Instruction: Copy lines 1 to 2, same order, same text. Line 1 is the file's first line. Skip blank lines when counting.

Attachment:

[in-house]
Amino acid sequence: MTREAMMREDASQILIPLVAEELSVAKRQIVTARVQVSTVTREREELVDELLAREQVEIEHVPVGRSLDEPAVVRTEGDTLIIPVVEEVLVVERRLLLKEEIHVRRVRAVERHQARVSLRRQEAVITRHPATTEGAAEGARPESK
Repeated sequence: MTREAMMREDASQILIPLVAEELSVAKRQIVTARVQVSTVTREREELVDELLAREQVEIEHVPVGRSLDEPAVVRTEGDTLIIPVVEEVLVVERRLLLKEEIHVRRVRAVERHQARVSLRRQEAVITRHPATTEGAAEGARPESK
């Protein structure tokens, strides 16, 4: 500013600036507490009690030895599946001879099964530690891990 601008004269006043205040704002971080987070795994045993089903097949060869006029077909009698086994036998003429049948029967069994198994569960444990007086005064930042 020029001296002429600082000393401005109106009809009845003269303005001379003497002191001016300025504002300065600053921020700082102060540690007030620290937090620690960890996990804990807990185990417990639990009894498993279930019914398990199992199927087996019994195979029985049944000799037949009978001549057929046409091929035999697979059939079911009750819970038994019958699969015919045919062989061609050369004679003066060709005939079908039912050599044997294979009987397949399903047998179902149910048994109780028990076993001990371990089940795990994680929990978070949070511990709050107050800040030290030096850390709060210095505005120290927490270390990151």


[in-house]
Amino acid sequence: MTREAMMREDASQILIPLVAEELSVAKRQIVTARVQVSTVTREREELVDELLAREQVEIEHVPVGRSLDEPAVVRTEGDTLIIPVVEEVLVVERRLLLKEEIHVRRVRAVERHQARVSLRRQEAVITRHPATTEGAAEGARPESK